Modified: 09/05/2013

Monday, January 14, 2013

Blog of the year, 2012


Earlier today, we got notice of the TGS blog being submitted for the award by Heather at Nutfield Genealogy (thank you, Heather Rojo Wilkinson). I have returned to the Nutfield blog many times while trying to untangle some of the genealogical knots that seem to lurk about.

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The award is sponsored at the following link; the rules are posted at the link (and are provided below). For item 2, look after the rules.

         http://thethoughtpalette.co.uk/our-awards/blog-of-the-year-2012-award/

Blog of the Year Award 1 star jpeg


1 Select the blog(s) you think deserve the ‘Blog of the Year 2012’ Award
2 Write a blog post and tell us about the blog(s) you have chosen – there’s no minimum or maximum number of blogs required – and ‘present’ them with their award.
3 Please include a link back to this page ‘Blog of the Year 2012’ Award – http://thethoughtpalette.co.uk/our-awards/blog-of-the-year-2012-award/   and include these ‘rules’ in your post (please don’t alter the rules or the badges!)
4 Let the blog(s) you have chosen know that you have given them this award and share the ‘rules’ with them
5 You can now also join our Facebook group – click ‘like’ on this page ‘Blog of the Year 2012’ Award Facebook group and then you can share your blog with an even wider audience
6 As a winner of the award – please add a link back to the blog that presented you with the award – and then proudly display the award on your blog and sidebar … and start collecting stars…
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The following list contains my nominations.
Remarks:

11/23/2013 -- Need to start a list of history/genealogy blogs: Rooting for Ancestors,

08/26/2013 -- Blog with subjects related to Thomas and his descendants.

03/02/2013 -- Engineer memes is at blogspot.ca.

02/21/2013 -- Mark's blog has an interesting list of posts related to forebears prior to the 'puritan migration' that will motivate a few here (next post): Shakespearean ancestors. Evidently, Downton Abbey (I have not watched it, yet) has people thinking of the little realm of our ancestors. We can use the meeting meme (ala the 1692 turmoil) to cover the gamut from William's bit of ambition involving all sorts of inter-family squabbles. You see, Thomas' mixture (genes/memes) encapsulated that (as does all of our glorious selves, in one way or another). His life and choices exemplify much for us to try to know and understand.

02/07/2013 -- Found another blog of note: Gene expression (post at this time had a photo of John Quincy Adams). Note the criticism of The Seven Daughters of Eve. As I find them, I'll add 'em here.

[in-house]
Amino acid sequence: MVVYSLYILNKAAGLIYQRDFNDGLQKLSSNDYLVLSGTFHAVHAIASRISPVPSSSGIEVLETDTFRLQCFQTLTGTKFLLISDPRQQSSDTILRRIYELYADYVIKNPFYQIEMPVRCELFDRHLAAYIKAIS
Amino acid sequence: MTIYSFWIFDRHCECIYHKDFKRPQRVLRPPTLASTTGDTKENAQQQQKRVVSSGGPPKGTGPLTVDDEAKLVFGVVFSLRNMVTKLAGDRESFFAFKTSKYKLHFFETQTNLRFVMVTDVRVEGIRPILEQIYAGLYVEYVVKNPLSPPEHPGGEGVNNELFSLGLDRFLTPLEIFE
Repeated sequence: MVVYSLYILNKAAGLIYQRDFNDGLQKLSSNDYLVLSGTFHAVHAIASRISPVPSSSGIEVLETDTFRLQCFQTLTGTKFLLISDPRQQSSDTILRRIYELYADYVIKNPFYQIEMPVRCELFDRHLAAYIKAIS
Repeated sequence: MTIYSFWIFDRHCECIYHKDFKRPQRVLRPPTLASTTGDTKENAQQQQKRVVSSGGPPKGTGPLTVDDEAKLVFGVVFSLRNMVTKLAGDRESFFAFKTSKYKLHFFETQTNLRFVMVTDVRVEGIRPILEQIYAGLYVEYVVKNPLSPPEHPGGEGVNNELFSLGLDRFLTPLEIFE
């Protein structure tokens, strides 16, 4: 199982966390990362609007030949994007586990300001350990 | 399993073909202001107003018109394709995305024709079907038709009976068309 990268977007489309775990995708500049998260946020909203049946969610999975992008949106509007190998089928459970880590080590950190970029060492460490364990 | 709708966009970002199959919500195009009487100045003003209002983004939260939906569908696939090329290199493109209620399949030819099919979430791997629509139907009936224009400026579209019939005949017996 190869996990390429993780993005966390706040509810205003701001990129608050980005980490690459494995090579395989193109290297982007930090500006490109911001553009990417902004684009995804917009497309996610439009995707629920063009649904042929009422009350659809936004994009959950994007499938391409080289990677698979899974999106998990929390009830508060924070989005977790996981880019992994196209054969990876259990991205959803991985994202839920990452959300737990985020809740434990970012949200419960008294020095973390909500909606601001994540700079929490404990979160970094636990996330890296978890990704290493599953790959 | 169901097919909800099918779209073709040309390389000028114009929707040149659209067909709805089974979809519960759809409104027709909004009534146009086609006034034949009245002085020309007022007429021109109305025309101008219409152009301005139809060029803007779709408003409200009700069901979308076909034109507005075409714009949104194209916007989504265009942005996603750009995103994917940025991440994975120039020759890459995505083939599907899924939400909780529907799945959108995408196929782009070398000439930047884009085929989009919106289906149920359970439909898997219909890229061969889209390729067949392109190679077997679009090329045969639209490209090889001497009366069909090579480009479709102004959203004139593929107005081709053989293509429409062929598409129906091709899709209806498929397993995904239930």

Modified: 11/23/2013

Tuesday, January 8, 2013

TGS Forum

Note: 03/02/2013 -- See Remarks this day, below.

To facilitate discussions, and activities, related to the 400th anniversaries and more, we have added a bulletin board to the TSG site. There is an easy registration step (or, browse and post as guest) including one little bit to verify that the one registering is a person (inhibit spamming).

For now, no moderation is planned; we assume the usual protocols of good conduct.

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There are two threads now: birth order of the children (see the image which is cut from Dr. Frank's and Anderson's books) and initial entry of Thomas and Margaret. But we expect this list to grow. Anyone can add a thread.

It is expected that some facility like this can be used to coordinate a group's interaction and to keep things moving forward effectively.

Remarks:

05/21/2014 -- Real progress comes in slow, small steps?

07/11/2013 -- Looking at website improvements, this date.

03/02/2013 -- Putting in the agreement didn't help. Evidently, people don't read the things. So, the spam continued. As of a few days ago, the automated registration has been disabled. New accounts can be obtained by mailing jmswtlk[@]thomasgardnersociety[.]org. Specify desired ID and particulars about your interest in the TGS. Namely, family and friends are welcomed.

01/24/2013 -- Due to spam registrations, the TGS BB requires an approval. That is, go to the site's registration page, check that you read the agreement (note, for family and friends of Thomas and Margaret () Gardner of Salem), fill in the needed blanks, and then we'll get a notice. As mentioned in the What's New at the TGS BB, we intend to have a persistent site. However, there will be improvements as we go along. Data will carry forward.

01/12/2013 -- Split TGS BB (forum) into public (can be read by guests) and private (requires registration and login) areas. For instance, the Social category has Water Cooler (public) and Break Room (private).

01/11/2013 -- Added link to TGS from FamilyTreeCircles. Found this while searching for Rachel, proposed sister of Thomas, after seeing her mentioned in another blog (Turn the Hearts). I had seen her in early browsings, but today I decided to look in more details.

01/10/2013 -- Added in a "water cooler" board, for general topics, a what's new board, and renamed the working category to Family focus. Some of this ought to be members only, perhaps, leaving only overview items as public.

01/09/2013 -- A BB is fluid, essentially. A blog is less so. One would expect that we would take information that comes in via the BB and structure it, with other information, into other formats. How this might be done will be discussed further, at some point.

Modified: 05/21/2014

Sunday, January 6, 2013

400th anniversaries